And today I start writing again. I confess, I’m glad to get back to it. It was nice to have all that free time, but I was getting twitchy. The time off confirmed that I am, absolutely, a writer.


  2. Good to hear from you, I’ve missed your posts. Yes, pursuing any dream can get obsessive, especially writing. You can do it anytime, and there is ALWAYS something to do. If I’m not writing, marketing, researching, etc, I feel a little tug, like I should be doing one of those things. We have so much thrown at us. We need to be on Facebook, Twitter, Goodreads, Pinterest, we should self-publish, learn to do this, that and the other thing. Then we need to do take-down notices from pirate sites, run another contest, and do a blog tour. It’s never-ending.

    Many writers feel the same way, I’m sure. I hope you find that happy balance in your life, and remember, it’s different for all of us. I love your writing, and hope you continue. You’ve given me a lot of good advice and motivation. Let your loved one know you’re appreciated by many, and we want you to write.

    1. Hi Naomi:

      You’ve summed it up in a nutshell — the non-writing writing responsibilities tend to take over and consume your attention every waking hour. If you’re not writing, you’re promoting, or you’re feeling guilty for NOT promoting enough. If you’ve got a day job, like I have, then you know the reason you’ve got the day job still is because you’re not writing and promoting enough. So you do more of it, hoping that if you can just do enough of it, you’ll break the cycle, and get to full time writing…

      It sucks.

      I’m starting to wonder if all the promoting is doing me any good at all, or if I should go back to primarily writing and publishing books and do a minimum of promotion. I know I’ll be a lot happier. So would Mark. Social network promotion is like dropping a teaspoon of water into the Pacific ocean during a gale. It’s utterly unnoticeable in all the noise and fury and is instantly swept away and forgotten, so why bother?

      I’d much rather hang out here on my own blog where the people really are friends and the atmosphere is convivial.


      1. I think a lot of writers are getting to that point, vastly overwhelmed with social media and marketing, and feeling that their hours of effort don’t make much difference. You’re not alone! Ha-ha! I too curse the day job sometimes, but I have my own business and enjoy it, and it pays the bills, so I try not to be resentful when I work, and not look at it as time taken away from writing. Hang in there, Tracy. I just know you will find the right path that works perfectly for you.

        1. Thanks, Naomi.

          I’m working on enjoying the day job. It’s a third of my life. If I don’t at least enjoy it, I’ll turn into a grizzly bear again… 🙂



      2. On my facebook page I posted a link yesterday to an article that discusses the absolute FUTILITY of using social media to promote books. I had already concluded there was no point to it. I have the royalty figures to back up that conclusion. Skip it. Write. Authors were successful long before social media was a glint on the horizon. And they were successful because they wrote good books.

        1. I’ll have to go back and look at your Facebook page, Anny, and check out that link. I’ve just re-emerged, blinking, into the social network world again today. I’ve got some serious catch-up to do.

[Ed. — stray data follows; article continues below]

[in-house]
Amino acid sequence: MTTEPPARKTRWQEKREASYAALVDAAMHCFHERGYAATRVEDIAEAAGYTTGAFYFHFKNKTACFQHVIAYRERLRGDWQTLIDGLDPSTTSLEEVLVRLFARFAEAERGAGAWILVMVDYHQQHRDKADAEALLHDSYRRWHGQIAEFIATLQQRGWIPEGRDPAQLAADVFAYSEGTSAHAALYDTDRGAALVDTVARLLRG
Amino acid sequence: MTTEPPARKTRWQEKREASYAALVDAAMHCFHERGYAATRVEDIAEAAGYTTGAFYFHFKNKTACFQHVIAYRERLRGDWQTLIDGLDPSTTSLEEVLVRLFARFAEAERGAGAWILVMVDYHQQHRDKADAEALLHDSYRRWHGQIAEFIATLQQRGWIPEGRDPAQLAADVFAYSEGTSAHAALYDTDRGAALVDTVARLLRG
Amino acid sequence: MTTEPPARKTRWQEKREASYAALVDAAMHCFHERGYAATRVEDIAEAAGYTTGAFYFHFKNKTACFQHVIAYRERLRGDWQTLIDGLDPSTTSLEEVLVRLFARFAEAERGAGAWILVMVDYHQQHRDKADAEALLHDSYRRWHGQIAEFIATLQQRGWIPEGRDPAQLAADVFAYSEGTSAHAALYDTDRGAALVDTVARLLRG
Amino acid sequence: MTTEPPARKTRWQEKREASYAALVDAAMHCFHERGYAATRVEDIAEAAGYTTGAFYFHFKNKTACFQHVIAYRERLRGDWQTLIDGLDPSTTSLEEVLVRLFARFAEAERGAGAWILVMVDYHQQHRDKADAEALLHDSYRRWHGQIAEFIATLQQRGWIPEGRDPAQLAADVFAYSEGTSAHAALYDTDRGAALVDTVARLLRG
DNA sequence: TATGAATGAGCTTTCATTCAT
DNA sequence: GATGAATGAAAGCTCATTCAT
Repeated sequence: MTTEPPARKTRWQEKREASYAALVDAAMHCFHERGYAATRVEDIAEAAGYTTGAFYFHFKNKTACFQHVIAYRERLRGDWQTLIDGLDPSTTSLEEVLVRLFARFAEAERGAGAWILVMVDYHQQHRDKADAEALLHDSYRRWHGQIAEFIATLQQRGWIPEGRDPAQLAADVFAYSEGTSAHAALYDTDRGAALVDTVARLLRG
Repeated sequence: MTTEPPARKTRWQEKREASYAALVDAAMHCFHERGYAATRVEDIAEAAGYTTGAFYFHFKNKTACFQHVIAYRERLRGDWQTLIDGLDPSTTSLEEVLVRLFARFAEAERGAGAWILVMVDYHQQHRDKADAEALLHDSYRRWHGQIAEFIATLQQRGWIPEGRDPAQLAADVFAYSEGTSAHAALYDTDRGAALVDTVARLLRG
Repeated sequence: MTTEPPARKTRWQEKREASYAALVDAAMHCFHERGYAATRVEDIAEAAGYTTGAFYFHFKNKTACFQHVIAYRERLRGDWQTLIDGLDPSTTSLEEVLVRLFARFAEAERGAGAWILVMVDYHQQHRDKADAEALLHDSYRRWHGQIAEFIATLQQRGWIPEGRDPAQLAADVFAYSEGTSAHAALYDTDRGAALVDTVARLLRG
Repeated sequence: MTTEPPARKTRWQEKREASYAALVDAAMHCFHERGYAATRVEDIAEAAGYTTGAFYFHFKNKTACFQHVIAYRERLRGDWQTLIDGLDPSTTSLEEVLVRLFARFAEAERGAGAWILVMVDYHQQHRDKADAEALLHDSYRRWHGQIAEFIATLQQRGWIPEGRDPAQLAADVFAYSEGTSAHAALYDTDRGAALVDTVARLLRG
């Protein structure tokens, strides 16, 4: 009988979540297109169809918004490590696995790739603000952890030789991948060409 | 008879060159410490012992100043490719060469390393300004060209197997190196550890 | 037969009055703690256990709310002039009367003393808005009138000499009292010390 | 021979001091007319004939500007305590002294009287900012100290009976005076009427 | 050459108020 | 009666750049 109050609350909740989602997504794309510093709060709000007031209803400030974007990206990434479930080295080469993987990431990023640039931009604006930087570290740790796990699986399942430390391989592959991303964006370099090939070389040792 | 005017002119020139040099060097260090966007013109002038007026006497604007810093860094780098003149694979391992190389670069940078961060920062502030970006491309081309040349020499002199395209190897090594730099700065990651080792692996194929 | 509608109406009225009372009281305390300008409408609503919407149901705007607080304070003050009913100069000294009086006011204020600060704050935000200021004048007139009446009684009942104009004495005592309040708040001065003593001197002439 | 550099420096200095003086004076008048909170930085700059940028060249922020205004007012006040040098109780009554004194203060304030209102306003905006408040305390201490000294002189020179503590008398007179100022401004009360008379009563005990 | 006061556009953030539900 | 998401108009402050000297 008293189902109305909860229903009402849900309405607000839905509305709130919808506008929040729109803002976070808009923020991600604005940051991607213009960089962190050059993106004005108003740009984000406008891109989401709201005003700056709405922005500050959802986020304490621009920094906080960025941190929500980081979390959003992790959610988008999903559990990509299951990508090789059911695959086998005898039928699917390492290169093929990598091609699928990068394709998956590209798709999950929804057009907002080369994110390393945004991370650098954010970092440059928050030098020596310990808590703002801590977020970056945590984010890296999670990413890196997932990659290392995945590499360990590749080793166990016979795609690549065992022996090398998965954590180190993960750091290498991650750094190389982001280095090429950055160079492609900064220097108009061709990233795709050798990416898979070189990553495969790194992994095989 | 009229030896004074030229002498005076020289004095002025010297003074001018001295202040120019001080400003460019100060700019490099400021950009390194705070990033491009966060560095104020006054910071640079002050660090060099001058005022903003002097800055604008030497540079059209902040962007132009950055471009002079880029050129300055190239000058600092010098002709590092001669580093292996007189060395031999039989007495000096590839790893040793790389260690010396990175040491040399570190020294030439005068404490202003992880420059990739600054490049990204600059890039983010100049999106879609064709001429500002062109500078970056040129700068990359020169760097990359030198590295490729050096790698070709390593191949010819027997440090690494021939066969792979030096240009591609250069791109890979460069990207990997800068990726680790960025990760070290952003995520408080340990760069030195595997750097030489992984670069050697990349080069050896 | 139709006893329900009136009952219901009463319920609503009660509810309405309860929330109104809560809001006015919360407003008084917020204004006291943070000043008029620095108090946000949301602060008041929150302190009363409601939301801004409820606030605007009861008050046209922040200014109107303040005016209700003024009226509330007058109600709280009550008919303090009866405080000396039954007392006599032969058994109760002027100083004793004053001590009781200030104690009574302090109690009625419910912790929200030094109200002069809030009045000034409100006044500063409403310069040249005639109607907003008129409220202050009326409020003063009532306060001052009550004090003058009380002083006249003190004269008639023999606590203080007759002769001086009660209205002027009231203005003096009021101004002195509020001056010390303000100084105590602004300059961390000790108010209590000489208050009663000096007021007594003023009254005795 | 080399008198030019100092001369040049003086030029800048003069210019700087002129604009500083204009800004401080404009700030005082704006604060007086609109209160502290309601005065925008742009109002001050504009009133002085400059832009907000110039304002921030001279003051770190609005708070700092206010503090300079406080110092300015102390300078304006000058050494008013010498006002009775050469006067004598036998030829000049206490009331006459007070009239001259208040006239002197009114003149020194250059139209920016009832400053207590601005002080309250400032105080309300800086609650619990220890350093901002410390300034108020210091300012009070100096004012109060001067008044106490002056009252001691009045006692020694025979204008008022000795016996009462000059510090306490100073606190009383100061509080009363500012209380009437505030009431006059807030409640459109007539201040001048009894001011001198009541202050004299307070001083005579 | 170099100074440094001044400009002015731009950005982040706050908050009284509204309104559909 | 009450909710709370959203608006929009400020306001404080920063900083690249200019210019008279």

It doesn’t surprise me that social networks are proving so disastrous. The signal-to-noise ratio has increased in the last year or so to the point where no one has a big enough amplifier. I don’t think this is the environment Kevin Kelly had in mind when he posited his 1,000 True Fans theory.

  3. Hey Tracy,


    I barely know you, but from seeing you and Mark together at the clinic you did for our group, reading your blog, and the one time we have coffee together, I was left with the impression that Mark was the most important thing EVER in your life. It seems to me that you did your part to keep your marriage going. There was that pic of you two dancing in the rain, and the times you went on his wrestling trips, etc.

    It strikes me that this all came as a surprise to you. He was busy with his stuff and you were busy with yours, but it was obvious that never, at any point, did you fall out of love with him. So go easy on yourself. You’re a great person. If life went the way it should, he wouldn’t have fallen out of love with you. There is a reason for the vow we all make to “love, honor, and cherish, to death do us part”. Falling out of love is just another choice.

    You mentioned that he would be reading this. So here’s my take on it: middle life crisis in men is real. Speaking bluntly, Mark should get some counselling. A million men have gone through it, and not all have made the same mistake he is about to make.

    Anyway, thinking positively is a good idea. I watched a DVD called “The Secret” that our marriage counsellor lent me. Some of it made sense, some of it didn’t, but it really was a pick-me-up.

    I hope I didn’t offend anyone. I’ve been where you are, and it’s not fun.


    1. Hi Lynn:

      No offence at all. I think this is the the photo you’re talking about.

      Mark is taking counselling now. He had his first session on Thursday.

      The Secret — damn, THAT’s the name of the book that I’ve been trying to remember for weeks, now! Thank you. That’s the best-seller that everyone was reading everywhere. I believe it’s a riff on a lot of the same principles that Wayne Dyer propounds. Positive thinking, affirmations, etc. Although that’s just one book. Wayne Dyer is a whole industry. I’m reading (over and over) Excuses Begone! at the moment. That one alone could change your entire life. I’m working on changing mine — at least my outlook and the less positive aspects of my personality, anyway. LOL!

      Each day is a little bit better here. That’s a good sign, I hope.

      Thanks for commenting, Lynn. It means a lot.